Setting the table up to work on your rifle would be the first task, as to avoid damaging the rifle. The first step is to disassemble your rifle, or field strip, which means removing the bolt, or bolt carrier. You will also want to remove any sight systems, accessories, and gadgets from your rifle to prevent interference during cleaning.
Once you have removed the operating mechanism of your rifle, you can then inspect the mechanism itself for fouling and damage. Depending on the rifle you own, strip the rifle down so you can clean the barrel and chamber safely. Be sure to inspect all the internal parts for dirt and fouling and set them aside to be cleaned.
Cleaning the bolt channel and chamber mouth
At this point, you will begin to remove any course grit and debris inside the magazine well and surrounding areas. All rifles will have grooves and spaces which catch a lot of the dirt and go unnoticed. Therefore, it is a good idea to flush out and clean those particular areas and spaces thoroughly.
With the external areas clean, you will move onto the chamber mouth, carefully and gently wiping the surface down. Also, if you have an internal magazine, it would be a good idea to clean it out thoroughly as well.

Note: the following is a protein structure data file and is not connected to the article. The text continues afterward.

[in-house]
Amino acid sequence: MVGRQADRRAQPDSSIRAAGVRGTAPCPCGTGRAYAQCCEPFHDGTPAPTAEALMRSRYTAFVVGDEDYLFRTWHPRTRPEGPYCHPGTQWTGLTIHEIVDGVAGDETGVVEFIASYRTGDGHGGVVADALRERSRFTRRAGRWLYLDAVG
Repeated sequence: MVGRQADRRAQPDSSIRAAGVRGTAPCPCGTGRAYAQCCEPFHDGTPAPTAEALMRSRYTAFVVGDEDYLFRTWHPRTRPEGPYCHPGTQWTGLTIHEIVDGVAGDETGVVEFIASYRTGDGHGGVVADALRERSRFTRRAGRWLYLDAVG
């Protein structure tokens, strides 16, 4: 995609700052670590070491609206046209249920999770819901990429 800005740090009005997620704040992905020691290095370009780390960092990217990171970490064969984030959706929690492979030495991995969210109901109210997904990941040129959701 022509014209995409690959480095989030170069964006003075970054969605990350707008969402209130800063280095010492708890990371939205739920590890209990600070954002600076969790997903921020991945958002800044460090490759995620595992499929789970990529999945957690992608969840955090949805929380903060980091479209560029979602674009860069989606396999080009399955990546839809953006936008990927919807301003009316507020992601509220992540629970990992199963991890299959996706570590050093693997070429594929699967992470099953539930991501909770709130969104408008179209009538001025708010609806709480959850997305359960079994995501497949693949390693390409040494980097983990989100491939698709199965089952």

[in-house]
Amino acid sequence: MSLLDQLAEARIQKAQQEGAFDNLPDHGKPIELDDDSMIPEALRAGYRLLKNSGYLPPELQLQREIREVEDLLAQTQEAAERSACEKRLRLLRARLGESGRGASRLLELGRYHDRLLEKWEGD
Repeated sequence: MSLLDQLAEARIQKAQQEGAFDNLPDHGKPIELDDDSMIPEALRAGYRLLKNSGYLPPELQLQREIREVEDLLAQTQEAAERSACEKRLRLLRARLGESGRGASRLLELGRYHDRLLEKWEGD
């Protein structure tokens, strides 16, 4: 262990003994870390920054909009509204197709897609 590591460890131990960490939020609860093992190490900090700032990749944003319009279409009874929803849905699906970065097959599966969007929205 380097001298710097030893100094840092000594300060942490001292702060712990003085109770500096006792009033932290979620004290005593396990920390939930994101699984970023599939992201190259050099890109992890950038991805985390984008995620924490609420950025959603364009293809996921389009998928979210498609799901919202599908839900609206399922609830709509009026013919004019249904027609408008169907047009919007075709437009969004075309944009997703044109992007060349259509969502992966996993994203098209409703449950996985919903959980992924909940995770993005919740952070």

Cleaning the barrel with a nylon brush
With the previous step complete, you should move onto cleaning the barrel itself with a cleaning rod and nylon brush. Gently push the rod down the length of the barrel, keeping your hand off the rod itself and on the handle. Afterward, once at the muzzle, unscrew the brush and retract the rod and then re-attach the brush and repeat it.
You should repeat this process several times until you are sure you have gotten the most out of the barrel. Although, it is essential to remember to not pull the brush back down the barrel, pulling dirt back. Be sure to inspect the brush to see the accumulated dirt and dust or wipe it off before returning.
Initial cleaning with a patch
Attaching a jag to the cleaning rod and threading a patch into the jag is the beginning of the next step. Gently push the rod down the barrel several times, repeating the same process as with the nylon brush before. Be sure to inspect the patch for dirt to mark your progress and continue the process until you don’t see any dirt.
Deep-cleaning with barrel solvent and oil